As an election year looms, Florida’s Republican legislative leaders announced they will focus on a legislative agenda that continues to refine their attempts to provide more skills-based education, cuts  taxes by $500 million, keeps sexual predators off the street, strengthens regulations on homes for the elderly and gives military veterans more support.

The list of priorities, called “Work Plan Florida 2014” was outlined by House Speaker Will Weatherford, R-Wesley Chapel, and Senate President Don Gaetz, R-Niceville, before a meeting of reporters and editors in Tallahassee on Wednesday.

“The state of Florida has had a tremendous transformational turnaround in the last three years,’’ Weatherford said, noting the 6.2 unemployment rate and rise in tourism.

He attributed it to “disciplined, focused, conservative leadership” and said his agenda is “doubling down” on their achievements.

“I believe in the redistribution of opportunity,’’ he said. Their joint agenda will freeze university tuition in 2015, increase education vouchers for private schools, and focus on restoring “trust and integrity into our grading system.”

Gaetz said he wants Florida to be the nation’s top destination for military veterans and the least favorable destination for sexual predators. He said the state will also increase regulation on Assisted Living Facilities, an effort the industry has resisted since the Miami Herald first exposed the abuses three years ago. 

He said they will endorse a $500 million tax cut but, unlike targeted tax cuts of the past, it will be “broad based tax cut that will target low income and working Floridians.”

Weatherford said efforts will also increase to protect the vulnerable with legislation that cracks down on human trafficking and closes loopholes in how the money is spent and also reduces the waiting list for the disabled.

Finally, Weatherford will renew his effort to revise the state’s pension fund to steer more of the accounts to privately-managed investors which, Gaetz said, would provide “more options for making retirement for Floridians secure.”

Meanwhile, as Republicans nationally remain divided on economic and social policies, the leaders appeared to focus on a modest list of initiatives with populist appeal. Neither leader mentioned any proposals to address the fact that Florida still leads the nation in mortgage foreclosures and is second in the nation in the number of uninsured Floridians under the age of 65.

The veterans proposal will waive licensing fees for military veterans who move to Florida, waive out-of-state tuition for veterans and fund scholarships for Florida National Guard members. 

The crack down on sexual predators aims at increasing public notification, expand registration requirements to better track and monitor sexual offenders and strengthen civil commitment laws.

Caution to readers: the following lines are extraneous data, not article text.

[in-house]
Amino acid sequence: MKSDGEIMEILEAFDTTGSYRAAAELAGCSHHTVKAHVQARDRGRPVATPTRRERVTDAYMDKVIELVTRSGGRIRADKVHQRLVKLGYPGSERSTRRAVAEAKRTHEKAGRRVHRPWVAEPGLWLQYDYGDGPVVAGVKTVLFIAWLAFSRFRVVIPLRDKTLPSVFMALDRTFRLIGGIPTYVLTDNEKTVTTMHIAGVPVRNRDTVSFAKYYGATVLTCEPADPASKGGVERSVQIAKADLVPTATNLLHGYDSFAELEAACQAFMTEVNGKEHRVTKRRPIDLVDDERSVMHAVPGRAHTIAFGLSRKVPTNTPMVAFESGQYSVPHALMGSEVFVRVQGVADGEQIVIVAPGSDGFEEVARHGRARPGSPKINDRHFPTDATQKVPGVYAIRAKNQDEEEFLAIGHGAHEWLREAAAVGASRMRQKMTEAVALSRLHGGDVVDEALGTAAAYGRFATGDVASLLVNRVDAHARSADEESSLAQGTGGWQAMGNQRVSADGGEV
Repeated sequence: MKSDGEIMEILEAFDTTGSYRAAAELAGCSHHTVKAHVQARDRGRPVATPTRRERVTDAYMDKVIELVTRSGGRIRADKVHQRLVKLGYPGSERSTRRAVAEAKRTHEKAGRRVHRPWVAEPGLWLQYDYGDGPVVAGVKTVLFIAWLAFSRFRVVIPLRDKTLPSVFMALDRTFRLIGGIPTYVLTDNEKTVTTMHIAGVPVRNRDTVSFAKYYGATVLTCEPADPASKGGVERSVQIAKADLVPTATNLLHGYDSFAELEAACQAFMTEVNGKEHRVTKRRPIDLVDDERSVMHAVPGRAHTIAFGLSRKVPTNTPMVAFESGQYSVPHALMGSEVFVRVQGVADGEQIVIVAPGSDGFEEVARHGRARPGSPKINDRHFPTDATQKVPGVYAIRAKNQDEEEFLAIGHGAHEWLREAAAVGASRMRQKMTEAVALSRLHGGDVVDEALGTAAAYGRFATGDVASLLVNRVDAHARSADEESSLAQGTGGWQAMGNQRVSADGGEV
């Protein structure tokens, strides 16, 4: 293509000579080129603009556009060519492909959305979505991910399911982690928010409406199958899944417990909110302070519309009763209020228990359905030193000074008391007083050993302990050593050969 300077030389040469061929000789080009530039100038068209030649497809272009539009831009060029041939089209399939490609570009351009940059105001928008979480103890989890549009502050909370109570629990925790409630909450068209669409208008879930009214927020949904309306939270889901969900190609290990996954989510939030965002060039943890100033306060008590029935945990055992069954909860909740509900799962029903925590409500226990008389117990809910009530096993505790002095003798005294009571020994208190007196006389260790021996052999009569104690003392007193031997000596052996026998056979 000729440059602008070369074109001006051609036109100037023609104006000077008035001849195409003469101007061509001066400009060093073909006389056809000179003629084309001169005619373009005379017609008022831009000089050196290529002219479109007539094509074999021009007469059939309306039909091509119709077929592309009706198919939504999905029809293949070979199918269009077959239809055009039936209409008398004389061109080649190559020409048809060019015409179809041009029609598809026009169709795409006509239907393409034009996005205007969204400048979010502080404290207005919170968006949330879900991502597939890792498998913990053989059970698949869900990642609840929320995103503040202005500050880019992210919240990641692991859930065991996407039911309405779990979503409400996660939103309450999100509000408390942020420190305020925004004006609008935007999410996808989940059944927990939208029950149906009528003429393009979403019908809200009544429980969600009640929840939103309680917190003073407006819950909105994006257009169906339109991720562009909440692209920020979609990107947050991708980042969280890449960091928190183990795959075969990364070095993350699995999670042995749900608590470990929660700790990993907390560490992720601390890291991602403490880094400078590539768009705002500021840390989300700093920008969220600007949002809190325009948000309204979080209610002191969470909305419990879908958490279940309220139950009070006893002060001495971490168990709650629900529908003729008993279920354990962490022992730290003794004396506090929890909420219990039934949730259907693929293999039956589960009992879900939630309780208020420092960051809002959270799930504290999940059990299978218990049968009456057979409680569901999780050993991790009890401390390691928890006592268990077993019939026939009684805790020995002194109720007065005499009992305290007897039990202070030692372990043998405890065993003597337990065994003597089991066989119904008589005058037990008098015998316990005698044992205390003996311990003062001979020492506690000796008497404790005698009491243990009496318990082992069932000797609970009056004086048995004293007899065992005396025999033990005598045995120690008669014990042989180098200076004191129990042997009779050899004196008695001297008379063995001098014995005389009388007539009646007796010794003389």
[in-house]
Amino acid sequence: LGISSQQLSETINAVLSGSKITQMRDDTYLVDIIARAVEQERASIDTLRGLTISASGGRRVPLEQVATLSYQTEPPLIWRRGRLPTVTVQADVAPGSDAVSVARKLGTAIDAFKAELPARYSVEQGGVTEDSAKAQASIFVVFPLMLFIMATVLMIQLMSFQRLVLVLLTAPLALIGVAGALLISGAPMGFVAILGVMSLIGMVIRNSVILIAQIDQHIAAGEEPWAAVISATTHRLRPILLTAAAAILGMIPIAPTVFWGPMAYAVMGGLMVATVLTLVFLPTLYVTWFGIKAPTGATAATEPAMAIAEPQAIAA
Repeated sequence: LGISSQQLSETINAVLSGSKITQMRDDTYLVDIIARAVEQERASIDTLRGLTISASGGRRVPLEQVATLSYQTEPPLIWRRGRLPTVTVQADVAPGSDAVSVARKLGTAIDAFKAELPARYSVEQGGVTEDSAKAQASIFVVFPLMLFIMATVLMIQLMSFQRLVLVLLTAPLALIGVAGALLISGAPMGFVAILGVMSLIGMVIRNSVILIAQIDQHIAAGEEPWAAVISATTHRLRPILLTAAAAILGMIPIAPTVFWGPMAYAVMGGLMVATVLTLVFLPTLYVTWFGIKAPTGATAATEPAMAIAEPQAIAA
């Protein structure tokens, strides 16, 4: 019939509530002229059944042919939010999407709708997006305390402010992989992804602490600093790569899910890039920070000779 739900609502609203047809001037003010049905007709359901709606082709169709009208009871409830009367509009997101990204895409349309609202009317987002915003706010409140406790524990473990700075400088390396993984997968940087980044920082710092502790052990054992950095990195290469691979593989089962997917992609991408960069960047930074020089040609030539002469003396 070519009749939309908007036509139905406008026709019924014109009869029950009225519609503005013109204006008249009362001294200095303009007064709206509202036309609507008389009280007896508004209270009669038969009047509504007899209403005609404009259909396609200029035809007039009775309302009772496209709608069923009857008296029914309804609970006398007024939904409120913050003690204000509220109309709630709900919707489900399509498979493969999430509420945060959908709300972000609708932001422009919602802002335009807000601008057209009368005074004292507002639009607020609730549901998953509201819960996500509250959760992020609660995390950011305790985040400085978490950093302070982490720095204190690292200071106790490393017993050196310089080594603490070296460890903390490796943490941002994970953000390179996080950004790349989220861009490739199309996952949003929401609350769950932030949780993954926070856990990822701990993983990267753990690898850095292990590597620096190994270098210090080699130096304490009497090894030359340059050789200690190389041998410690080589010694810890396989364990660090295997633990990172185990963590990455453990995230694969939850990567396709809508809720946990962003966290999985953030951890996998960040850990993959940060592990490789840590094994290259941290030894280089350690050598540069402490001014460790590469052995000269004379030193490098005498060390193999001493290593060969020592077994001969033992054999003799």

Gaetz said they will also tighten ethics laws to make failure of a public official to disclose his finances "grounds for removal." He also wants to tighten legislative residency rules.

"This isn't a Republican plan, a Democratic plan -- this is a Florida work plan,'' Gaetz said. 

 

Gaetz and Weatherford offer a joint agenda aimed at vets, tax cuts and more pension changes

As an election year looms, Florida’s Republican legislative leaders announced they will focus on an agenda that continues to refine their attempts to provide more skills-based education, cuts  taxes by $500 million, keeps sexual predators off the street and gives military veterans free tuition.

The list of priorities, called “Work Plan Florida 2014” was outlined by House Speaker Will Weatherford, R-Wesley Chapel, and Senate President Don Gaetz, R-Niceville, before a meeting of reporters and editors in Tallahassee on Wednesday.

“The state of Florida has had a tremendous transformational turnaround in the last three years,’’ Weatherford said, noting the 6.2 unemployment rate and rise in tourism.

He attributed it to “disciplined, focused, conservative leadership” and said his agenda is “doubling down” on their achievements.

“I believe in the redistribution of opportunity,’’ he said. Their joint agenda will freeze tuition in 2015, expand private school vouchers, and focus on restoring “trust and integrity into our grading system.” They did not provide any details on how much they intend to spend on expanding school vouchers. 

Gaetz said he wants Florida to be the nation’s top destination for military veterans and the least favorable destination for sexual predators.

He said they will endorse a $500 million tax cut but, unlike targeted tax cuts of the past, it will be “broad based tax cut that will target low income and working Floridians.” He explained that is a reference to the Senate's $236 million proposed cut in auto tag fees, which is expected to save most Florida drivers $12; the remaining tax cuts are focused on businesses. 

Finally, Weatherford will renew his effort to revise the state’s pension fund to steer more of the accounts to privately-managed investors which, Gaetz said, would provide “more options for making retirement for Floridians secure.”

Meanwhile, as Republicans nationally remain divided on economic and social policies, the leaders appeared to focus on a modest list of initiatives with populist appeal. Neither leader mentioned any proposals to address the fact that Florida still leads the nation in mortgage foreclosures and is second in the nation in the number of uninsured Floridians under the age of 65.

The veterans proposal will waive licensing fees for military veterans who move to Florida, waive out-of-state tuition for veterans and fund scholarships for Florida National Guard members. The total cost is estimated at $14 million.

The crack down on sexual predators aims at increasing public notification, expanding registration requirements to better track and monitor sexual offenders and strengthen civil commitment laws.